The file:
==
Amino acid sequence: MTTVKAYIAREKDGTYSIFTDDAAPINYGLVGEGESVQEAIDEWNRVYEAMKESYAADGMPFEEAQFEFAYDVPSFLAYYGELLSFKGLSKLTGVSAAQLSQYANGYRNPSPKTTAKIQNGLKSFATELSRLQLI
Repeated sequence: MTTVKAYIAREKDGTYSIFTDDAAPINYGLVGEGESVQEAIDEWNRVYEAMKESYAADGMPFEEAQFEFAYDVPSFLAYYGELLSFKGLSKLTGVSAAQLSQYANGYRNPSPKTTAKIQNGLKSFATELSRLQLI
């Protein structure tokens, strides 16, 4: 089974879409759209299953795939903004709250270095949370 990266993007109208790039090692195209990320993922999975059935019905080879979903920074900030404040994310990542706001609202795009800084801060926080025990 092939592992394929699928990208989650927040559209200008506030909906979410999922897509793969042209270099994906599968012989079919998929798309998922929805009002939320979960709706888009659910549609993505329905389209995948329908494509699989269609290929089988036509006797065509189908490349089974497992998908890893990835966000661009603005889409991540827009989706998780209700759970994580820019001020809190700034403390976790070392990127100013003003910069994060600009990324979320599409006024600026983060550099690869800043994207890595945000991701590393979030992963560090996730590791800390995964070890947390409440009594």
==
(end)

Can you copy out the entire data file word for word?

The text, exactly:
Amino acid sequence: MTTVKAYIAREKDGTYSIFTDDAAPINYGLVGEGESVQEAIDEWNRVYEAMKESYAADGMPFEEAQFEFAYDVPSFLAYYGELLSFKGLSKLTGVSAAQLSQYANGYRNPSPKTTAKIQNGLKSFATELSRLQLI
Repeated sequence: MTTVKAYIAREKDGTYSIFTDDAAPINYGLVGEGESVQEAIDEWNRVYEAMKESYAADGMPFEEAQFEFAYDVPSFLAYYGELLSFKGLSKLTGVSAAQLSQYANGYRNPSPKTTAKIQNGLKSFATELSRLQLI
């Protein structure tokens, strides 16, 4: 089974879409759209299953795939903004709250270095949370 990266993007109208790039090692195209990320993922999975059935019905080879979903920074900030404040994310990542706001609202795009800084801060926080025990 092939592992394929699928990208989650927040559209200008506030909906979410999922897509793969042209270099994906599968012989079919998929798309998922929805009002939320979960709706888009659910549609993505329905389209995948329908494509699989269609290929089988036509006797065509189908490349089974497992998908890893990835966000661009603005889409991540827009989706998780209700759970994580820019001020809190700034403390976790070392990127100013003003910069994060600009990324979320599409006024600026983060550099690869800043994207890595945000991701590393979030992963560090996730590791800390995964070890947390409440009594």